Lonely Man of Cake

June 4, 2007

Hesder Army News IV

Filed under: Army,Israel,Religion,Security — lonelymanofcake @ 10:00 am

Amir Peretz, in perhaps one of his final significant meetings as Defense Minister before either Ami Ayalon or Ehud Barak take over the Labor Party, has officially placed a moratorium on General Elazar Stern’s plans (previously discussed here) to prevent Hesder students from joining Golani and the Paratroops in the upcoming August draft.

It appears–assuming that the chain of command places the Defense Minister over the Chief of Staff–that the ultimate arrangements for the August draft will be to the satisfaction of the Hesder students.


May 16, 2007

Hesder Army News III

Filed under: Army,Israel,Judaism,Religion,Security — lonelymanofcake @ 11:46 am

IDF Chief of Staff Gabi Ashkenazi has responded to the petition sent to him by Hesder students angered by a policy change which would prevent them from serving in the Golani brigade or Paratroops in homogeneous Hesder platoons.

It appears that the petition did the Hesderniks more harm than good.  Under the previous proposal, the students would at least have the option to serve in Golani and Paratroops, albeit in mixed platoons.  Ashkenazi took this one step further and decreed that this latter option would be unavailable as well and that Hesder students would under no circumstances be allowed to serve in Golani and Paratroops, not even in mixed platoons. According to Ashkenazi, the decision emanates from the popularity of the two latter brigades, the recent exponential growth of Hesder programs, and the army’s logistical need to fill the ranks of less popular units.


May 3, 2007

Hesder Army News II

Filed under: Army,Israel,Judaism,Orthodoxy — lonelymanofcake @ 1:52 pm

The story that I brought to you on Friday regarding the new limitations on Hesder army service has (finally) been picked up by Ynet.

Reader/Cousin Yaacov hit the nail on the head with his important clarifications, but there is apparently more to the story. Under a program spearheaded by General Elazar Stern, the army has been trying for some two years already to “integrate” Hesder students into “regular” platoons. Until then, Hesderniks, or in the army parlance, Beinishim, served in homogeneous platoons, composed only of other Hesderniks.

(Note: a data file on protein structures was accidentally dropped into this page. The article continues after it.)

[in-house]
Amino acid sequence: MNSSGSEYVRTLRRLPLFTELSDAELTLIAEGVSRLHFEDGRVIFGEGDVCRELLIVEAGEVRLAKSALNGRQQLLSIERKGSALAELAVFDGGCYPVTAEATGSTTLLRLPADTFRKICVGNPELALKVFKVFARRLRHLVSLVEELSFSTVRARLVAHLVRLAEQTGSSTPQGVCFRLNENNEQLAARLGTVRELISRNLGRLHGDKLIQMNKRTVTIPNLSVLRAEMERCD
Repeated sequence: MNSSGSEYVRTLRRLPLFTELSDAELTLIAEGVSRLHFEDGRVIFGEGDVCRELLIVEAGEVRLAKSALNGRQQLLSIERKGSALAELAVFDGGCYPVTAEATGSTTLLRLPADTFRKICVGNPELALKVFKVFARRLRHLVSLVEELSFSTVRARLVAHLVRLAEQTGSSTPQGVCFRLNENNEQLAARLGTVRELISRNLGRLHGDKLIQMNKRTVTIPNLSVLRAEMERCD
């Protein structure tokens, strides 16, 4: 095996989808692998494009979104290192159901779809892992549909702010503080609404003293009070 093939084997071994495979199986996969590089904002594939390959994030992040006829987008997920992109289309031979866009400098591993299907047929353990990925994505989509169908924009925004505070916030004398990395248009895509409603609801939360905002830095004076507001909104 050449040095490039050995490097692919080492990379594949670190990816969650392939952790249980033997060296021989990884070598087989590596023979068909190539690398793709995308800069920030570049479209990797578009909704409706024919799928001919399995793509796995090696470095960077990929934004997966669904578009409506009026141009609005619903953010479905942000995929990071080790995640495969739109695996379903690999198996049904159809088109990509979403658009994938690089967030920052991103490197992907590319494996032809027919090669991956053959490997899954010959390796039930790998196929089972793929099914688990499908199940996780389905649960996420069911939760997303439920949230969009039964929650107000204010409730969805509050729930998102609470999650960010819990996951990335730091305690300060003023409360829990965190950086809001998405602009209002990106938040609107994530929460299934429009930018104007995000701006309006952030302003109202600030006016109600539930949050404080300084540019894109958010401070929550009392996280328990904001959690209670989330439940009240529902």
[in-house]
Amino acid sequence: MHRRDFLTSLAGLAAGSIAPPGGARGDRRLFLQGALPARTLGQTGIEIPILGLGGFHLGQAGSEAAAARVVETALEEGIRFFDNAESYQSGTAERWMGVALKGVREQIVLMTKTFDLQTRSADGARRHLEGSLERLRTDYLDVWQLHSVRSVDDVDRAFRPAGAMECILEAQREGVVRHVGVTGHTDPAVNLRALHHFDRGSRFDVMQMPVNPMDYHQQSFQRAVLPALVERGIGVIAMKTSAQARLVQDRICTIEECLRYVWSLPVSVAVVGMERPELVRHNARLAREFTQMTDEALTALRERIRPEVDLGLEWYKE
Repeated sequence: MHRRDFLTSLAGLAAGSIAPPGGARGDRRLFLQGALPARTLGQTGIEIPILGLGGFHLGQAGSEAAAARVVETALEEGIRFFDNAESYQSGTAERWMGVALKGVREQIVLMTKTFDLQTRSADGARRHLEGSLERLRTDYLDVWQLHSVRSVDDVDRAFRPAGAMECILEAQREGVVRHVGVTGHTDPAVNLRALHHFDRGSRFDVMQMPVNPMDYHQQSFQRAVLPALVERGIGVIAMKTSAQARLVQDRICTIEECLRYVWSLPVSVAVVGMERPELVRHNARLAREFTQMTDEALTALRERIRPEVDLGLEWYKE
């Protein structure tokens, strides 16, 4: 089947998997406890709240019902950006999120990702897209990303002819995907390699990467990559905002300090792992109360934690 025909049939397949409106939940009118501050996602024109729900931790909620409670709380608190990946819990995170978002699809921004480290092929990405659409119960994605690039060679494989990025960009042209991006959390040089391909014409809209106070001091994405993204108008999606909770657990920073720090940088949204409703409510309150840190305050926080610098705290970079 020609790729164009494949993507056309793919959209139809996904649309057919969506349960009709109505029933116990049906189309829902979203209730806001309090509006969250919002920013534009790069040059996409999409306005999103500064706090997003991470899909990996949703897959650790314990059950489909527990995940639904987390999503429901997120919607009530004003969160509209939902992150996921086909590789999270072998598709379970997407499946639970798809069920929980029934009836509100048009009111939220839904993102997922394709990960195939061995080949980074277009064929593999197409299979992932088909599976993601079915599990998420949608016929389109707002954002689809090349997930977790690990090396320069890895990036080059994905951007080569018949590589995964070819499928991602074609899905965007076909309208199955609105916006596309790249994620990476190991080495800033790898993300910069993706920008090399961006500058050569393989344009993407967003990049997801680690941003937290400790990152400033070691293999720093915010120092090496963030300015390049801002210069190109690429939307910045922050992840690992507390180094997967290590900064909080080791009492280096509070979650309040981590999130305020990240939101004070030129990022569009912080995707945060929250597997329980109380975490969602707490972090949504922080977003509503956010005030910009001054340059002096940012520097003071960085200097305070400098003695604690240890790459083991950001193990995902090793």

To eliminate any ambiguity, Hesderniks can still serve in Golani and the Paratroops, but by doing so, they relinquish their “right” to serve in a homogeneous Hesder platoon, and must serve in an integrated platoon. The reason for the singling out of Golani and Paratroops given by a senior army official in the Ynet article: as it is, motivation to serve in these two brigades is high, and there would be no problem filling the platoons. In other words, even Hesderniks want to serve in Golani and Paratroops so badly, that they would have no problem serving in an integrated platoon. Many Hesderniks think otherwise and have sent a petition with hundreds of signatures to Chief of Staff Gabi Ashkenazi.

The army’s motivation for ending a 30 year tradition of homogeneous Hesder platoons does seem a bit dubious. The commonly invoked rationalization that the army needs to be a melting pot and integrated experience holds true, from personal experience, even when Hesderniks have their own platoon.

A few years ago, I had occasion to sit down with General Stern and ask him a few questions about his planned changes to the Hesder system. Stern, though religious, did not go to Hesder and went through his army service as one of the few (if only) religious soldiers in his company. I think that this important biographical piece of information sheds light on where Stern is coming from. I asked him, from a logistical perspective, what happens when you scatter all of the religious soldiers among the three platoons that are in each company. Each platoon has a different time schedule. What happens if the religious soldiers from one platoon go the synagogue and start praying, and only 20 minutes later, the religious soldiers from another platoon are given time to pray? With a homogeneous platoon of Hesderniks, everyone prays together! Stern answered without flinching: They should pray outside of the synagogue.

I’m all for integration.  But there was nothing wrong with the status quo that warranted such drastic changes.

April 27, 2007

Hesder Army News

Filed under: Army,Israel,Religion,Security — lonelymanofcake @ 1:42 pm